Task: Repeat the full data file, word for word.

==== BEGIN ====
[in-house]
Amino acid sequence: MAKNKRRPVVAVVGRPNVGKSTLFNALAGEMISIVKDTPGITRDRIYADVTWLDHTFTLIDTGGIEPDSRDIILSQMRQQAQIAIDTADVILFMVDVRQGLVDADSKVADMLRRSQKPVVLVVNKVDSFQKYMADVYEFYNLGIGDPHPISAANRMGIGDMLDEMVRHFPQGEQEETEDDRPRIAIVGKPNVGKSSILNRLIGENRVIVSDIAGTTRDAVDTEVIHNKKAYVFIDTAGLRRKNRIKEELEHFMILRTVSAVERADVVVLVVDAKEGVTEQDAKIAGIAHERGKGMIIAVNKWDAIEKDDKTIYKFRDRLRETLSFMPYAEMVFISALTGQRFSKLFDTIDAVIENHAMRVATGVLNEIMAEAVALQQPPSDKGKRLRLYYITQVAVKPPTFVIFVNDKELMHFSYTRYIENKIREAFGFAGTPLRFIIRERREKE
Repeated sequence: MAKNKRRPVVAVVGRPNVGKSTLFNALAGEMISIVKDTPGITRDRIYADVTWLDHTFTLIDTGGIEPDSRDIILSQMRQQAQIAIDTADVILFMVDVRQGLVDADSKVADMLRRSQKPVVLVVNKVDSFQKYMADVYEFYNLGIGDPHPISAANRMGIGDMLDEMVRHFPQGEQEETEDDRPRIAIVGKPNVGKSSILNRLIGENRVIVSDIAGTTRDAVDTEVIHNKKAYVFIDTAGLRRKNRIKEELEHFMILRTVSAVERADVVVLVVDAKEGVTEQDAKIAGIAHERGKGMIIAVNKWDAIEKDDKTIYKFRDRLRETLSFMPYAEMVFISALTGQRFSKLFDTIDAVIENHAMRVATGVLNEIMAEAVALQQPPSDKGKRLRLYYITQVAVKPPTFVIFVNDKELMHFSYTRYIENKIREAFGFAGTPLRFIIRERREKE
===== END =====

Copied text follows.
[in-house]
Amino acid sequence: MAKNKRRPVVAVVGRPNVGKSTLFNALAGEMISIVKDTPGITRDRIYADVTWLDHTFTLIDTGGIEPDSRDIILSQMRQQAQIAIDTADVILFMVDVRQGLVDADSKVADMLRRSQKPVVLVVNKVDSFQKYMADVYEFYNLGIGDPHPISAANRMGIGDMLDEMVRHFPQGEQEETEDDRPRIAIVGKPNVGKSSILNRLIGENRVIVSDIAGTTRDAVDTEVIHNKKAYVFIDTAGLRRKNRIKEELEHFMILRTVSAVERADVVVLVVDAKEGVTEQDAKIAGIAHERGKGMIIAVNKWDAIEKDDKTIYKFRDRLRETLSFMPYAEMVFISALTGQRFSKLFDTIDAVIENHAMRVATGVLNEIMAEAVALQQPPSDKGKRLRLYYITQVAVKPPTFVIFVNDKELMHFSYTRYIENKIREAFGFAGTPLRFIIRERREKE
Repeated sequence: MAKNKRRPVVAVVGRPNVGKSTLFNALAGEMISIVKDTPGITRDRIYADVTWLDHTFTLIDTGGIEPDSRDIILSQMRQQAQIAIDTADVILFMVDVRQGLVDADSKVADMLRRSQKPVVLVVNKVDSFQKYMADVYEFYNLGIGDPHPISAANRMGIGDMLDEMVRHFPQGEQEETEDDRPRIAIVGKPNVGKSSILNRLIGENRVIVSDIAGTTRDAVDTEVIHNKKAYVFIDTAGLRRKNRIKEELEHFMILRTVSAVERADVVVLVVDAKEGVTEQDAKIAGIAHERGKGMIIAVNKWDAIEKDDKTIYKFRDRLRETLSFMPYAEMVFISALTGQRFSKLFDTIDAVIENHAMRVATGVLNEIMAEAVALQQPPSDKGKRLRLYYITQVAVKPPTFVIFVNDKELMHFSYTRYIENKIREAFGFAGTPLRFIIRERREKE